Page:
Because of its overt political agenda, late night comedy seems to be more regularly violating the comedic Hippocratic Oath: Above All, Do No Unfunny. When the main point of comedy is to attack, vs. being funny, it loses effectiveness. Comedy that seeks balance brings people together and is often spectacular. Before the elections, Saturday Night Live was praised for having Alec Baldwin and Kate McKinnon break character as Donald Trump and Hillary Clinton and lower political tensions with a magical romp around Times Square.
After the election, SNL lampooned liberals living in a bubble of denial over Trump’s victory and others wanting to kill a pro-Trump pug empowered to speak his mind through advanced technology. Samantha Bee invited Glenn Beck to an hysterical Christmas sweater encounter to promote comity. Even the efforts that fail to achieve comedic gold are a welcome cease-fire, such as Jimmy Fallon’s skit on Republicans and Democrats finding common ground.
With a little creativity, comedy could be fertile ground for reconfirming the basic truth that good Americans occupy both sides of this battle. Less political sites like Funny or Die and College Humor can poke fun at both sides and raise bipartisan awareness of issues like fake news. Rare conservative comics like Dennis Miller could team up with liberal comedians in shows to poke fun at each other while highlighting the vast common areas Americans share.
Humor could energize and project the message of nonpartisan, pro-civility groups like The Bridge Alliance that fail to satisfy mainstream media cravings for drama. Humor can bring Members of Congress together, creating more Ronald Reagan/Tip O’Neil friendships to open the doors for dialogue and compromise, like the humor-filled friendship between Senators John McCain and Al Franken.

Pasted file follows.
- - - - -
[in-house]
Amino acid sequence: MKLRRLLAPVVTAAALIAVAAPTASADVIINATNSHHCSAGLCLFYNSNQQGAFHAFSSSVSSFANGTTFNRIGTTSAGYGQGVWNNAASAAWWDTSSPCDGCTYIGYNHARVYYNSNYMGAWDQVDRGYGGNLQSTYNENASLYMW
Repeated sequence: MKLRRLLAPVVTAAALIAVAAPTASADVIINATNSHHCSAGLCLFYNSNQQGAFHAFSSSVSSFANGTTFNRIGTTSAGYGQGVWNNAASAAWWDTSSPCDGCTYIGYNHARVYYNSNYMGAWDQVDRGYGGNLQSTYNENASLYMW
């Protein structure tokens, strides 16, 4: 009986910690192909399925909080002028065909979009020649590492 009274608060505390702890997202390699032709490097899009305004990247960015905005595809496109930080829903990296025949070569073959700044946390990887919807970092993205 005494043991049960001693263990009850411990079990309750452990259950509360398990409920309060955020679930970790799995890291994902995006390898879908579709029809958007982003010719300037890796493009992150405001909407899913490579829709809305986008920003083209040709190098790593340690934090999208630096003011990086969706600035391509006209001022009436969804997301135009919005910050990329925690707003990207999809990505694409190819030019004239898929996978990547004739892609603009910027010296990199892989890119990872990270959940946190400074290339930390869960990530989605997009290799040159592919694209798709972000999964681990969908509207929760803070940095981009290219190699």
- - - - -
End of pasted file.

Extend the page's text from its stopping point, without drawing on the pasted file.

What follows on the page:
Our colleges are a mess and increasingly hostile to intellectual diversity. Humor can counter intolerance of the left and right on college campuses, foster better dialogue and debate, and help end what The Atlantic has described as the “Coddling of the American Mind.” As Bill Maher notes regarding the Ann Coulter/Berkeley brouhaha, banning conservatives from speaking on college campuses today is "The liberal's version of book burning." Ideologically mixed comedy platforms can bring together thought leaders from all sides on campus and around the nation, forcing people out of their echo chambers to hear opposing thoughts.
So comedy itself can be a powerful vehicle for opening the door out of the comedy echo chamber—and the broader American echo chamber. The alternative to breaking out of the echo chamber is likely more of what Flanagan describes as “A race to the bottom, as the crudeness of the president is matched by that of ‘the resistance,’ with all of us being judged by how well—how thoroughly and consistently and elaborately—we can hate each other.”
Komodia believes that such a future would kind of suck.